Posted On: March 13, 2013
A half an hour till this year’s SXSW Interactive Conference closes. I’m tired. Over the last four days, Christine and I have done over 70 interviews with many of the leading interactive and social media thinkers for our new TVO series “Pull” #pullsxsw. Talk about brain overload.
My last interview is with a young guy named Andrew Angus, a video producer from Collingwood, a small but growing Ontario ski town. Andrew and his company Switch Video produce 60-second animated Explainer videos. Part of me is wondering why our researchers had this guy on our interview list – Canadian content probably. Doesn’t sound promising.
Andrew arrives, a slightly disheveled 30ish guy with a bit of a grad school vibe, which is basically how you’d describe most of the 10,000 young guys at SXSW Interactive #sxsw.
Andrew or Angus
I introduce myself to Angus, and he corrects me, “It’s Andrew.” I apologize, explaining that Angus sticks in your mind a lot more than Andrew. “I get that a lot,” Andrew says, “it’s the way the brain works.”
I start by asking about the 60 second length. Andrew explains that they do longer videos but their analytics show that viewership falls off drastically after 90 seconds, so he’s pretty rigorous on length. At Q we’ve had a similar experience, although our threshold seems to be 3 minutes with our mini-documentaries. Andrew goes on to explain how they have a five step production process: discovery, concept, script, animation and production – roughly the process that every production company in the world goes through, although The Five Step Process sounds kind of catchy.
I’m kind of going through the motions. I ask Andrew about his past. He was a kid that liked to start companies, took International Relations and then ended up starting an animation company, even though he didn’t know the difference between flash and MP4.
Images: The 68% Advantage
Something wasn’t adding up. I see in the notes that he’s also written a book, 60 Seconds – How To Tell Your Company’s Story and The Brain Science to Make It Stick. That’s a bit unusual for a young video producer. I ask him about it. Somewhat sheepishly he tells me that he wrote the book with his mom. Mom? Well, it turns out mom is a behavioral psychologist. He goes on to tell me that the problem with information videos is that people actually have limited short-term or working memory, which kind of explains why we typically forget a person’s name a few seconds after we’ve been introduced. Our brains have limited capacity for short-term retention. In fact, audio retention rates are 10%, but if you add key graphic information to that audio message, retention rates jump to 68%. I’m starting to pay attention. Switch tries to keep the message short and marries it to strong visual metaphors to make the message stick.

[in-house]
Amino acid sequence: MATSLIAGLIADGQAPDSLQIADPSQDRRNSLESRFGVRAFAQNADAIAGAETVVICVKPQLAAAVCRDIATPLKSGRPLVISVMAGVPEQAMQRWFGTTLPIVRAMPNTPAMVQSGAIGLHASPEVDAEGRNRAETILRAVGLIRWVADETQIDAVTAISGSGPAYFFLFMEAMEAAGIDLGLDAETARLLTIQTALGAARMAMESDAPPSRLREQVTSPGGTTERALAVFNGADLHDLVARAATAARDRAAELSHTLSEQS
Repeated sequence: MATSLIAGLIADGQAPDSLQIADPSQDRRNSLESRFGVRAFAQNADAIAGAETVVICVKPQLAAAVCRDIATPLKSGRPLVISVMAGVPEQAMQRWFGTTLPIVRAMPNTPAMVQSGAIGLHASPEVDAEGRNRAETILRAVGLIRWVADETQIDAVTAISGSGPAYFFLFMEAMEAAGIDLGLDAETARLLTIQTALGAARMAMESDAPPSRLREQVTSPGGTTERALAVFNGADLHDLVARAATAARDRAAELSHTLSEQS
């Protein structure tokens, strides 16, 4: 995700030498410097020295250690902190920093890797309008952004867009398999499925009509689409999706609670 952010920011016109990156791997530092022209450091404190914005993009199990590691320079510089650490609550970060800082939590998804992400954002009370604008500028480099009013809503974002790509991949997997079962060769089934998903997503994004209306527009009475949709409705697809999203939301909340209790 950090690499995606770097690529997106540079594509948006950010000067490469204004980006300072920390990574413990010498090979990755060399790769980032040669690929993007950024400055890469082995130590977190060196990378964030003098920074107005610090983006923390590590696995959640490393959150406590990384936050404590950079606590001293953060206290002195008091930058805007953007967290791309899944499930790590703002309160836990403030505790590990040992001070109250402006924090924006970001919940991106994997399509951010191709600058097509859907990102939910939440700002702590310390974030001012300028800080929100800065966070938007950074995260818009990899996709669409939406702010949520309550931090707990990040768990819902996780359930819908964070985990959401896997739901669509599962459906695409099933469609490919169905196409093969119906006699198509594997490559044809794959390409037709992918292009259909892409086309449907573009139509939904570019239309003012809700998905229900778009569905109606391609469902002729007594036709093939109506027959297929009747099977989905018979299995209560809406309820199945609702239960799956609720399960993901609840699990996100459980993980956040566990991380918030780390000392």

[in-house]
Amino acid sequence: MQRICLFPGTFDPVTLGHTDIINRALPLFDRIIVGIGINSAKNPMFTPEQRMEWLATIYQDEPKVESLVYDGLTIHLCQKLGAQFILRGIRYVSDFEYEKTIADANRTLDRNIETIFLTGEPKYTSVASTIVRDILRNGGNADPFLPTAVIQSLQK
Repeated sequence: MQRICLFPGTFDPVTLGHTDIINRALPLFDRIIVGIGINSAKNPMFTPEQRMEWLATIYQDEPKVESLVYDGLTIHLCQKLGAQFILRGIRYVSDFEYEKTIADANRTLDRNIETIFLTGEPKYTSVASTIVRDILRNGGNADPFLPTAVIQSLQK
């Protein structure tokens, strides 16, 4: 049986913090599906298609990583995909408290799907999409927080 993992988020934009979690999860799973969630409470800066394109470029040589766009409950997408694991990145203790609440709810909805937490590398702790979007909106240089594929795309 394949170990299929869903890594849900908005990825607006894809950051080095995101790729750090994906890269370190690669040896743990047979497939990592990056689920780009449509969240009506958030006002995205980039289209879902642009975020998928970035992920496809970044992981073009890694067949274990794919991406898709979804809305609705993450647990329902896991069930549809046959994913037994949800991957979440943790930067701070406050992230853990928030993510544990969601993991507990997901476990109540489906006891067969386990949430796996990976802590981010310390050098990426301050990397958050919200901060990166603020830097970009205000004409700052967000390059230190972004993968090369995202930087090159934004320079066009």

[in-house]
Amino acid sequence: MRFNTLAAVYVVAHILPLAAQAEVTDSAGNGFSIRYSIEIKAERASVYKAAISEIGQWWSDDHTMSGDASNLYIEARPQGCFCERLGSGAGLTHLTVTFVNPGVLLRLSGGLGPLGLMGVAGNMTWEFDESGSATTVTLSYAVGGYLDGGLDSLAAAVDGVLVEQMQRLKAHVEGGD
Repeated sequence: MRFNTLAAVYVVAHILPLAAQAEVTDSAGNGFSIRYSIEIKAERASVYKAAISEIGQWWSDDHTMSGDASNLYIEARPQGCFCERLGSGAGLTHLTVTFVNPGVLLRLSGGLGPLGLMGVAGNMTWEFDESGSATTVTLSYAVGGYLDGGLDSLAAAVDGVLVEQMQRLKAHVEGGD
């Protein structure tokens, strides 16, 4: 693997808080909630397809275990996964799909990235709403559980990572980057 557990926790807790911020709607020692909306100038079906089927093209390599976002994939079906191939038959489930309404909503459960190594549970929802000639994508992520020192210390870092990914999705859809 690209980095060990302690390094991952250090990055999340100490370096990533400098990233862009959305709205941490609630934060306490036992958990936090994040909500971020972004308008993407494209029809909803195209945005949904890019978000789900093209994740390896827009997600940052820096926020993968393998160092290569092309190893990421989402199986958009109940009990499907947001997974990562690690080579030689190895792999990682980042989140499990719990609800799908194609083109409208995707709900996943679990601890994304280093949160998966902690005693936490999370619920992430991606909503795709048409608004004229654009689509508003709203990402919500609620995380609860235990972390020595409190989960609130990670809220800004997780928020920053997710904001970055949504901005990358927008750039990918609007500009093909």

If I’m the CEO of a big company, Andrew’s message is resonating. In five years they’ve produce 350 videos. He’s produced work for clients in 15 countries in 10 languages, mostly outside of Canada. Work comes from reputation, referrals and from their website. He proudly explains how a serendipitous chat at last year’s SXSW conference turned into the opening video for the National Association of Home Builders Conference. It opened for keynote speaker Michael Eisner and was a great moment for Andrew since they’d turned to Switch for the video – not Disney.
Talent Still Applies
In fairness – it’s not all analytics. Their work, classic cel animation, RSA Animate style animation and Claymation rivals work by Canadian heavyweights Cuppa Coffee and Global Mechanic. What Andrew seems to have done, and this seemed to be a big theme at this SXSW Interactive Conference, is to tap into behavioral observation, just a desire to understand how human beings work. Sure, you can have fantastic products but if they are too complicated or hard to learn, people won’t use them. Think of it as the Tao of Steve (Jobs). The simpler and more intuitive an interface, the more we are going to use the product or app or video.
So, what’s next for Andrew and Switch Video? Andrew’s moved to San Francisco and is running his company remotely while he works on his billion dollar concept. The idea? Targeting micro audiences. Basically adapting your video to a particular audience to help your message resonate. For instance, a video targeting a Texas Zip code might have a male narrator and a female narrator for California Zip code, based on audience preferences.
That’s a Wrap
My conversation with Andrew is the perfect wrap to our SXSW experience. A geeky guy from our neighbourhood is ready to take on the world through a little brainpower, a healthy degree of observation and a belief in serendipity.
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